Time For Some Resolution ResuscitationFrom
eDiets - The online diet, fitness, and healthy living resource
Like most people, you've probably made a few
resolutions about things to change this year -- tackle some personality quirk,
improve your physical appearance, increase your activity level, improve the way
you relate to others or increase the amount of time you spend with the family.
We get a flash in our brain of the way we could look, the life we could lead or
the time we will have -- bite the bullet and set a goal of saying no or
Unfortunately, studies show that the New Year's
resolution approach to goal-setting -- you get a lightning vision of how things
could be different, decide on a goal based on what you want to get away from
and invoke brute will power to act on it -- rarely lasts. Your good intentions
may even have evaporated already. The change you willed doesn't survive the
first challenge to the smooth deployment of your new routine.
There is a better way. You set the same goal and
make the same changes to your routines. Only they stick, no matter how much
stress you encounter, no matter how many times you are thrown off track by
life's everyday challenges. You are motivated to pick yourself up and work on
that goal -- and you get there.
The difference between doomed resolutions and
sustained change isn't something magical that you lack and everyone else seems
to have. No, it's your relationship to the future, insists Ti Caine, a
hypnotherapist and life coach based in Sherman Oaks, California.
resolution type goal-setting usually involves a one-shot connection to the
future. To create lasting change, on the other hand, you don't tackle change
right off the bat; you first look at where you want to go. You need to build a
complete vision of the future that you want, so you can live with it every day
of the present.
Most resolutions are made out of fear and
desperation; those energies; however, can drive motivation only a few weeks.
The only energy that can sustain success is falling in love with your future.
Like building a house, you start by creating a blueprint of the finished house;
only then can you begin building. You don't just decide to build a house, run
to Home Depot, buy whatever materials are on hand and start building.
Unfortunately, that's how most people build their lives.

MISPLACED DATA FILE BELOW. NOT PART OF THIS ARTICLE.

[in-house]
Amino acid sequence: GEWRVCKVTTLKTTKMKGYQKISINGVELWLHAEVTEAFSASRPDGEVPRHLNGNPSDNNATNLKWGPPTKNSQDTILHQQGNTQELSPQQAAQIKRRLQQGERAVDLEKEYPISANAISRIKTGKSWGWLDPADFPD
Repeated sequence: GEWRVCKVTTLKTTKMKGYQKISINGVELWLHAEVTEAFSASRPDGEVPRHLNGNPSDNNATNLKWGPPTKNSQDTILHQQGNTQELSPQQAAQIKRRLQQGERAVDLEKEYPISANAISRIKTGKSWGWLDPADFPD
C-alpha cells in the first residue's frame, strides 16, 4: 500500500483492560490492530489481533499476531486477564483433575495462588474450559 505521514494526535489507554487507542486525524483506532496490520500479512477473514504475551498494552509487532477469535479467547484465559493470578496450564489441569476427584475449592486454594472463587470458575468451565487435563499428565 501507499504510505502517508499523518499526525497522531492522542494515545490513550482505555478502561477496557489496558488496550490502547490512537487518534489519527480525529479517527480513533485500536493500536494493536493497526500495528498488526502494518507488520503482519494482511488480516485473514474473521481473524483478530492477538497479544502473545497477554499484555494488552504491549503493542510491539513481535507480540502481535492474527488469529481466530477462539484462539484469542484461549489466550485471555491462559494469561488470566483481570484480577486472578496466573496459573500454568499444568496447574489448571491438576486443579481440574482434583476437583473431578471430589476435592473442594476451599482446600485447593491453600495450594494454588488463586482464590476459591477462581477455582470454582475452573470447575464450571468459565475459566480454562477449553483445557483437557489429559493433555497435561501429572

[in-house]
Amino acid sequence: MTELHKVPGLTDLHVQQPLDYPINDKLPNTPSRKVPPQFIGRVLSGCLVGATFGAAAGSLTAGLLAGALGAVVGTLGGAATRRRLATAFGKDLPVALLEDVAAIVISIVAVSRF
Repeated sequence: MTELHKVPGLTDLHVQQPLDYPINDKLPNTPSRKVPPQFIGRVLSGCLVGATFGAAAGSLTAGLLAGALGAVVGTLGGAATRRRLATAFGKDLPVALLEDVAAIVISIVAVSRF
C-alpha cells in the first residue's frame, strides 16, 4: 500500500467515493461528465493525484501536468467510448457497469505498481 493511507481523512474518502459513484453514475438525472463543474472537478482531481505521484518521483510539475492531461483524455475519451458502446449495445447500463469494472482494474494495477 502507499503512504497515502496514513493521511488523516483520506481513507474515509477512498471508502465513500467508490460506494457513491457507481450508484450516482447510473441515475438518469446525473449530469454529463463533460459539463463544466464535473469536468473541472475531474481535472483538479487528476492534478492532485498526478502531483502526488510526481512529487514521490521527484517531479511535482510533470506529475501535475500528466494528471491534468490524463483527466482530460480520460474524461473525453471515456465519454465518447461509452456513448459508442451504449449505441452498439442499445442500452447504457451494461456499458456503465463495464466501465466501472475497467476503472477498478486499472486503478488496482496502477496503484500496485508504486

"Successful people have an ongoing, passionate
connection to their dreams for the future that keeps them motivated to take the
steps everyday to create what they want," says Caine. They see their
future in its wholeness, visualize its extension into all the domains of their
life. That allows them to create lots of mental paths to it. You make a
commitment to change your whole life; that's what makes Caine's FutureVisioning
process so powerful.
It's like cleaning your house. The fastest
way to get it done is by getting excited about the future, says Caine.
It's easy to clean the house when you've got someplace exciting to go."
- Having a clear vision of a wonderful
future is the first necessary action step -- but it typically stirs up a set of
emotional roadblocks. These come at us in the form of fears -- both of failing
and of succeeding -- and in doubts about our own worthiness for success.
- So, the next critical action step is to
identify your fears and doubts about success, then look under them to uncover
the core beliefs you hold about yourself that are sabotaging your efforts at
change. Earlier articles in the series, archived on the website, can help you
through the process.
- Then you are ready to map out the path.
You define the sequence of bite-sized steps that make the difference between
here and what you want. Starting on the first one, you look at the resources
and strategies that can be developed to help fix that particular circumstance.
(You can find worksheets to help with the full change process at
Imagine a future three years from now,
where you have achieved the success you want and everything in your life is
working the way you want it to be. Visualize all the domains of your life:
physical, emotional, financial, career, relationship, social and spiritual.
Take the time to write down what you really want for yourself; it helps you
greatly clarify and stay connected to your goals.
Then, working back from that future, fill
in the steps to get there. Consider what elements would need to be done in a
year to be where you want in three years. Then look at what you need to be
doing in six months, one month and one week. Then tomorrow. And today; you
start doing today what you can. You can't go from couch potato to marathoner in
a day, but if that's what you want in a year, you can start today by walking
three times a week, and build a program in increments.
"Pretend you are your future self and do
what they are doing," says Caine. "The qualities of being where you want to be
define the steps to get there. What you do must be in keeping with who you will
Hara Estroff Marano is Editor-At-Large of
Psychology Today magazine and Editor-In-Chief of Psychology Today's
Blues Buster, a newsletter about depression. An award-winning writer on
human behavior, Haras articles have appeared in publications including the
New York Times, Smithsonian, Family Circle and The
Ladies Home Journal. She lives in New York City.